38. Learn to Control Your Emotions

Uncontrolled anger can get you into a lot of trouble, but things like jealousy and pride are destructive in all circumstances, so it’s a good New Year’s resolution to control your emotions. Gaining control over your feelings allows you to keep a level head and think more rationally, even during emotionally charged conflict situations.

39. Be More Responsible

A big part of growing up into a mature adult is the ability to think before making a decision. It is important to take responsibility for ones actions and avoid blaming everything on someone else, just as it is important to protect your family and help provide for them.

40. Learn More About Music, Art, and Culture

The best way to fit in when talking to a variety of people from different backgrounds is to have a well-rounded education. Topics like art, music, history, and culture often baffle people, but they can be easy to comprehend if you spend enough time learning about them using helpful websites and online courses.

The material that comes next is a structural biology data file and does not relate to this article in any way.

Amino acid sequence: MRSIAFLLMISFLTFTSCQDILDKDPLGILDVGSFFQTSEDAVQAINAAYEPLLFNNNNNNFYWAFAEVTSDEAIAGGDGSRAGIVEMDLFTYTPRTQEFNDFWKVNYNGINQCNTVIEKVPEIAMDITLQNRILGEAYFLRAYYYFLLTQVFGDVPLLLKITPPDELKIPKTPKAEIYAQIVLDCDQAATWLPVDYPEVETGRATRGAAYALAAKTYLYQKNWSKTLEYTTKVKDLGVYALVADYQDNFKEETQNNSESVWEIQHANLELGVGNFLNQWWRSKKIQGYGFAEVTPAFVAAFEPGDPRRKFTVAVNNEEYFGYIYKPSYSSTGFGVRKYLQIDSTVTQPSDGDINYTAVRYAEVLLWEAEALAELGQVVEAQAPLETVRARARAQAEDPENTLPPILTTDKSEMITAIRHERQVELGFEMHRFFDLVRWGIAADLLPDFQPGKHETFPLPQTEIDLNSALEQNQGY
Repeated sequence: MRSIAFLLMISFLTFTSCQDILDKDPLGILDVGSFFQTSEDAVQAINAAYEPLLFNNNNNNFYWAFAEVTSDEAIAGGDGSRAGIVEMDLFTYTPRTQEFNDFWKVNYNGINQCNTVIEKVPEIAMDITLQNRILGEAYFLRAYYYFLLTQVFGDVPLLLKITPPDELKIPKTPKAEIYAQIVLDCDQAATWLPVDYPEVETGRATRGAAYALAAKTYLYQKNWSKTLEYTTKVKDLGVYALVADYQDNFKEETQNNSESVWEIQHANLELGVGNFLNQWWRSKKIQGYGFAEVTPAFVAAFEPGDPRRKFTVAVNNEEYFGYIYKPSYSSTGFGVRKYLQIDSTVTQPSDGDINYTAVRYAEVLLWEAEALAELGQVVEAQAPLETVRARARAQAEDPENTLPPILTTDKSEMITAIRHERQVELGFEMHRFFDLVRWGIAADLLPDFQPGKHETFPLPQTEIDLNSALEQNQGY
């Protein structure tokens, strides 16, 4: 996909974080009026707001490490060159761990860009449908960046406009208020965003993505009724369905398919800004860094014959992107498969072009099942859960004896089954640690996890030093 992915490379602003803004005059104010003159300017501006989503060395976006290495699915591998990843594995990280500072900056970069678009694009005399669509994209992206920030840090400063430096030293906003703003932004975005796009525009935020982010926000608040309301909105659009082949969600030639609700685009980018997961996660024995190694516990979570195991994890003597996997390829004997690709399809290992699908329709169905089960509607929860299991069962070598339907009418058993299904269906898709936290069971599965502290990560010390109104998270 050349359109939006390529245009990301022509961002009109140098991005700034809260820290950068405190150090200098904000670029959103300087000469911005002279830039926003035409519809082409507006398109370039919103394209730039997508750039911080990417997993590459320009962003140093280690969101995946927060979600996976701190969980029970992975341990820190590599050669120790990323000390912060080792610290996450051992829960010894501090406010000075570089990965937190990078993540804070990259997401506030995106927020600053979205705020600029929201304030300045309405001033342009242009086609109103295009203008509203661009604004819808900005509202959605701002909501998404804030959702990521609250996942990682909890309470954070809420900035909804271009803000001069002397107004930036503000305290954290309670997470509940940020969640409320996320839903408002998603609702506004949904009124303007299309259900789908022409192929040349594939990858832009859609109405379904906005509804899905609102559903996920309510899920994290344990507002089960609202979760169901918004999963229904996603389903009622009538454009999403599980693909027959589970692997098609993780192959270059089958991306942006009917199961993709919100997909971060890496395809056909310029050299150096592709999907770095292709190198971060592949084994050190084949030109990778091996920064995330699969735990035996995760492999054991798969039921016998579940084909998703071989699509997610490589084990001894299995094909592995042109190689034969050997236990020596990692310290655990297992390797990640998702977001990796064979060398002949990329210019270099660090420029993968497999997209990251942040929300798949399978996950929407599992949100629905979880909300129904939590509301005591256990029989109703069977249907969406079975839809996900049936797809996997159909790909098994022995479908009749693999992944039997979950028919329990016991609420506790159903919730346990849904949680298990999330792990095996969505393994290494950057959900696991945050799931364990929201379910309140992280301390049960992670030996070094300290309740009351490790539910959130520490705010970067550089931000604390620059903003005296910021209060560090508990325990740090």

41. Spend Less Time on Social Media

Some people might not spend hours in front of the TV, or playing video games, but social media has become a serious addiction among a wide range of demographics. It’s fine to stay in touch with friends and family, but if you consistently spend more than an hour every day on social media, it’s time to make a change and add this to your list of good New Year’s resolutions.

42. Learn How to Defend Yourself

Being able to ensure your own safety and the safety of those you love is a very important skillset to have. It’s not all about groin kicks and palm strikes, however. You need to learn how to conduct yourself and what kind of behavior to look out for in others.

43. Become More Romantic

Romance is often the first casualty in longer, more serious relationships, but it doesn’t have to wither away. A few romantic gestures here and there can keep the passion going for decades. It will be fun, even if you’re not the romantic type.

44. Remember Important Dates

Speaking about romance and keeping a serious relationship fun, you don’t want to keep forgetting birthdays, anniversaries, and other important dates. There are plenty of memory tricks that take very little time to master, so you’ll never forget another date again.

45. Be More Social